To be honest, I’m OK making mistakes as long as I can catch and fix them quickly enough. Did I know about the Part and LiteralText classes before starting work on Scanner? I can’t actually remember. Let’s pretend I didn’t. As soon as I saw that the test for Scanner was referencing other classes, should I have stopped what I was doing, put an Ignore attribute on the test, and started working on tests for those other classes first? I’m not so sure about that. I feel like doing that might have negatively impacted the journey I had already embarked on.

So maybe “failing” at TDD in this way is expected? It’s rare when a class has no dependencies. If I’m using tools like NUnit, NCover, and NDepend, I should be able to catch my “mistakes” pretty quickly. This means that my unit tests have to be fast or I’ll rarely run them and, if that happens, my mistakes won’t be caught until much later. By that point, I’ll have too many mistakes to fix, I’ll be out of time, forced to move on to the next task, and, there I go, abandoning everything I believe in (about developing and testing)!

And my coworkers wonder why I hate our “unit tests” that read from and write to the database so much…

# Why won’t my iterator throw?

I ran into a spot of confusion last night doing some TDD on a method that returns an IEnumerable<T>. I was using multiple yield return statements in it which made the method an iterator and not just a normal method.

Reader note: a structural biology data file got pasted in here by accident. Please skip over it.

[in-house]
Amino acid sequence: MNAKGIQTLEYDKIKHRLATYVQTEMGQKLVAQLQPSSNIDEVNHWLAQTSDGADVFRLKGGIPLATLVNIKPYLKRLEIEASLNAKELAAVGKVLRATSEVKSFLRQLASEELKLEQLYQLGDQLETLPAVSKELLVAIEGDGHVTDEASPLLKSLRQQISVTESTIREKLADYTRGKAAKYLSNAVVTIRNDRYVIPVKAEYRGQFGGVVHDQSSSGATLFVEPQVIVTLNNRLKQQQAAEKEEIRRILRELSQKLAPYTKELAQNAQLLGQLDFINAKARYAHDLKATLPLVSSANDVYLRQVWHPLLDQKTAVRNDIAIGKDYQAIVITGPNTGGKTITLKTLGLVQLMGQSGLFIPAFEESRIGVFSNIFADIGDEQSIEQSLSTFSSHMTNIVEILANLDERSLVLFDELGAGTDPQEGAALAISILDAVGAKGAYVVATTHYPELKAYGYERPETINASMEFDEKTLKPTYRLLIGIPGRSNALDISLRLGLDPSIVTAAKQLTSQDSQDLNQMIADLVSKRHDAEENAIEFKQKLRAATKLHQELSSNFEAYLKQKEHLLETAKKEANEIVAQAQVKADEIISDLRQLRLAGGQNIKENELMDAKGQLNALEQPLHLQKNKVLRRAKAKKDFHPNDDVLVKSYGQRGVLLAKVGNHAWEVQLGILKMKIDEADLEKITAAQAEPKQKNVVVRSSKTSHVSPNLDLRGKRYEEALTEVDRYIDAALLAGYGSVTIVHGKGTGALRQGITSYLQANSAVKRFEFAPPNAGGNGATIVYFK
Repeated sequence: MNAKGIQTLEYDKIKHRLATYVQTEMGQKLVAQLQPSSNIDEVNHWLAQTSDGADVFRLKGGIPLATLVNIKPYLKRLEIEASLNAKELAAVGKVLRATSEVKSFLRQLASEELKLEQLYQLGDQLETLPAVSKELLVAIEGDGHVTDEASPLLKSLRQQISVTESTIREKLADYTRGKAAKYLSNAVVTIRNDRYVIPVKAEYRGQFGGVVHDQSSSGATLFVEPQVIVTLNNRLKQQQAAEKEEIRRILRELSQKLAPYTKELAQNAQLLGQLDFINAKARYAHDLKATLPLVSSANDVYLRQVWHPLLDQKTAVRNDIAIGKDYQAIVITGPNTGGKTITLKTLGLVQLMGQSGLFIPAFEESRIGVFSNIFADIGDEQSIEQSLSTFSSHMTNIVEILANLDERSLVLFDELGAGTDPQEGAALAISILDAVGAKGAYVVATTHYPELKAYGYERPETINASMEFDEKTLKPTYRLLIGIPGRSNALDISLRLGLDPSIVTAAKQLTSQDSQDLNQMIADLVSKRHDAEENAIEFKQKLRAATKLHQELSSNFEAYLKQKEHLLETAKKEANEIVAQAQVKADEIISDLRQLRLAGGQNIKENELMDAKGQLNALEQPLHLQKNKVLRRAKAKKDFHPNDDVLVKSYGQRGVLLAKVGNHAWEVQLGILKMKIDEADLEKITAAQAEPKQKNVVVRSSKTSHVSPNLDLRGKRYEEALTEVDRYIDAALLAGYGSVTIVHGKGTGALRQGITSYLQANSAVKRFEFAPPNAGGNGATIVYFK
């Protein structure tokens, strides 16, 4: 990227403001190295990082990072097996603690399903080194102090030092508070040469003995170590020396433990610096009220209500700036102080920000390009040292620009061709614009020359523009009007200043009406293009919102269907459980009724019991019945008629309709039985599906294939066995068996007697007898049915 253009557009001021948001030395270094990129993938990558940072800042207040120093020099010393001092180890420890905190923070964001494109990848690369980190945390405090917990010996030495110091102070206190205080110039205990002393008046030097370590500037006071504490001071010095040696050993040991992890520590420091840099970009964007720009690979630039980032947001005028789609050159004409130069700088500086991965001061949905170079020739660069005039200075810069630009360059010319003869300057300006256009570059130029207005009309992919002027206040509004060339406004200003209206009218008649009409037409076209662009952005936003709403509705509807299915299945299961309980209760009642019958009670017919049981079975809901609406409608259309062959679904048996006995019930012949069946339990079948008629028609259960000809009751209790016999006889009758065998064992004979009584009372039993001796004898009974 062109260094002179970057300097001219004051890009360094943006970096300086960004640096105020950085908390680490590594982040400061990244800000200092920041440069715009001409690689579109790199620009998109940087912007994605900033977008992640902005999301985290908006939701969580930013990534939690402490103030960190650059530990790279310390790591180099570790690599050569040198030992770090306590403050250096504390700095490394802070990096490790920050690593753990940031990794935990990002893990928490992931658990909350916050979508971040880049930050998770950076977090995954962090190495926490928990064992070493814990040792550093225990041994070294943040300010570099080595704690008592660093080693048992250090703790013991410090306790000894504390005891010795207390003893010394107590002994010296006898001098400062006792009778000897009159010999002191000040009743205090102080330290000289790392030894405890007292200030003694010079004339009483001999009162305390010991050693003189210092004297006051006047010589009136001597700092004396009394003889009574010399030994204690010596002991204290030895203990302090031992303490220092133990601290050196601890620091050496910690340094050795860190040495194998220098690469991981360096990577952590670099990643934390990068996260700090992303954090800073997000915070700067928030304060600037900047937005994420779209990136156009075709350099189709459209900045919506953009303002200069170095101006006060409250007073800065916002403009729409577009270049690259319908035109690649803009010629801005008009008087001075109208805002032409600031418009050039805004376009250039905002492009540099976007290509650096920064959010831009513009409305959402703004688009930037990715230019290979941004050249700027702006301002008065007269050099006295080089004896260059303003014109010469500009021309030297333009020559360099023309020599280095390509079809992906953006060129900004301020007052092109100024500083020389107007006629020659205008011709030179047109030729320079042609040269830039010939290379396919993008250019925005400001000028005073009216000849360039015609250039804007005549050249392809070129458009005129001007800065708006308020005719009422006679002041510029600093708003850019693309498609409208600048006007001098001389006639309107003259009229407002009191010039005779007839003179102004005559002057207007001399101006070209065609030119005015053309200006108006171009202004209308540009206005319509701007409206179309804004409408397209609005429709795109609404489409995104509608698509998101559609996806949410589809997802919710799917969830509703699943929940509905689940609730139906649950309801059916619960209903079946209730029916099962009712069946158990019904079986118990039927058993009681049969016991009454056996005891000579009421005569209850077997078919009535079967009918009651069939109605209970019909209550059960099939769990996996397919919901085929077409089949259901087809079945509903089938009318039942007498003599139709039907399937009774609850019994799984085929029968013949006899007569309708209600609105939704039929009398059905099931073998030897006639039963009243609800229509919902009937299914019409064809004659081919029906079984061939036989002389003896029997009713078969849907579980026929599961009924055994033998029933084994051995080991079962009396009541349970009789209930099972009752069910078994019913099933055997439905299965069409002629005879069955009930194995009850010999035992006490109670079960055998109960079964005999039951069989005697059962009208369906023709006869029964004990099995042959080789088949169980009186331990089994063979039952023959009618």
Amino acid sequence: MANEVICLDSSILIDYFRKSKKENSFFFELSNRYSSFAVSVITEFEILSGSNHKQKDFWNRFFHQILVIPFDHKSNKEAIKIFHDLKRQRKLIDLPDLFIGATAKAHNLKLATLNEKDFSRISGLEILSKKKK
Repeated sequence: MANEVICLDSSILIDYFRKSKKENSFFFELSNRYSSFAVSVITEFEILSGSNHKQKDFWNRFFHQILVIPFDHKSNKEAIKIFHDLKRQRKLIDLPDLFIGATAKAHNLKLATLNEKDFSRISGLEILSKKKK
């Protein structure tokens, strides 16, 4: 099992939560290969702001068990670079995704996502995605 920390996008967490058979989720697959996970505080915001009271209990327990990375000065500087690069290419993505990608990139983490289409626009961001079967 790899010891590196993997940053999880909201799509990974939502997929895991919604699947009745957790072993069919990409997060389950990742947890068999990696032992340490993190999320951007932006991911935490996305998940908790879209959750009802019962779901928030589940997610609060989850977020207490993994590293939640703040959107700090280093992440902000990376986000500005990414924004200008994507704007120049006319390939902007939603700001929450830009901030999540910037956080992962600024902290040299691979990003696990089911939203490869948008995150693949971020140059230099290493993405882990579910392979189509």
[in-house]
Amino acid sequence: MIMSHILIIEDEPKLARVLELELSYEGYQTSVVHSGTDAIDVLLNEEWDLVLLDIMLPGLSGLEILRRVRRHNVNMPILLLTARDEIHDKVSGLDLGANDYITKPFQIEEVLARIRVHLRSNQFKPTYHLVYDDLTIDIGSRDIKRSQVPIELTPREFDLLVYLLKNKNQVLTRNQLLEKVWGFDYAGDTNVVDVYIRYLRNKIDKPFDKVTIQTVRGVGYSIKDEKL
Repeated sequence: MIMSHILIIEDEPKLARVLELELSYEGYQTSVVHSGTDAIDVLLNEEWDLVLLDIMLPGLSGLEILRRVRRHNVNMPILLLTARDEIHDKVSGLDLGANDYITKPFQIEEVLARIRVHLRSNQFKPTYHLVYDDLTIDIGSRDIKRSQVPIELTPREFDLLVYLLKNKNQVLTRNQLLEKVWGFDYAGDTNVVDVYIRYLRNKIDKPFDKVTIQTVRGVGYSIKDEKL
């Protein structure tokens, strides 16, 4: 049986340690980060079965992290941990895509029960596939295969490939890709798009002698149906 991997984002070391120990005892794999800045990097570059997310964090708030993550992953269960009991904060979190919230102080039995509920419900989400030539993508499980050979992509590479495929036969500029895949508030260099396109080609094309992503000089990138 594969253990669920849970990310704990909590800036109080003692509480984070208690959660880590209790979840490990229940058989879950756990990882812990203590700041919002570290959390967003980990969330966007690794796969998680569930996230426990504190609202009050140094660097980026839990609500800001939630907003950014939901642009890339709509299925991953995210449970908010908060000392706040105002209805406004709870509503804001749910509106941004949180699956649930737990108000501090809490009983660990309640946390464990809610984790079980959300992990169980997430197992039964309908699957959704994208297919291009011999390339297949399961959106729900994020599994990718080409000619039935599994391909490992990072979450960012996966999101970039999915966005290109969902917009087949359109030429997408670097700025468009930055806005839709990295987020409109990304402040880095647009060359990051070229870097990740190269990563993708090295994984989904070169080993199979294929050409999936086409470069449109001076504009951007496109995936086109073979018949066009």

Even though I know how iterators work, I don’t use them enough to remember their idiosyncrasies. The main one being that it’s easy to “invoke” them without actually executing any of the code inside them!

To illustrate this using a highly contrived example, imagine you wrote the following test:

[Test]
public void It_throws_when_you_pass_in_null()
{
Assert.Throws<ArgumentNullException>(
() => MyObject.MyMethod(null));
}

And then implemented the method it tests it like so:

public static IEnumerable<object> MyMethod(object arg)
{
if (arg == null)
throw new ArgumentNullException("arg");

yield return "whatever";
}

Why? Because the code in your iterator doesn’t start executing until you invoke GetEnumerator on its return value then invoke MoveNext on that.

One really quick way to force these method calls to happen is to use the ToArray extension method:

[Test]
public void It_throws_when_you_pass_in_null()
{
Assert.Throws<ArgumentNullException>(
() => MyObject.MyMethod(null).ToArray());
}

ToList or manually iterating over the result with foreach would work just as well.

A better way to fix this is to change your implementation so that it uses two methods:

public static IEnumerable<object> MyMethod(object arg)
{
if (arg == null)
throw new ArgumentNullException("arg");

return MyMethodHelper(arg);
}

private static IEnumerable<object> MyMethodHelper(object arg)
{
yield return "whatever";
}

Written this way, MyMethod isn’t an iterator anymore. It’s just a plain old method that gets executed the way you’d expect it to. MyMethodHelper becomes the iterator. Its code won’t get executed until you start calling MoveNext, but that’s OK because the validation code you care about already ran.

Problem solved, right? Unfortunately, this wasn’t quite my exact problem.

My method was actually throwing after it did its argument checking and while it was yielding values. There’s really no solution (that I know of) to handle this without invoking MoveNext (or something else that will invoke it for you like ToArray) until whatever condition throws your exception is triggered.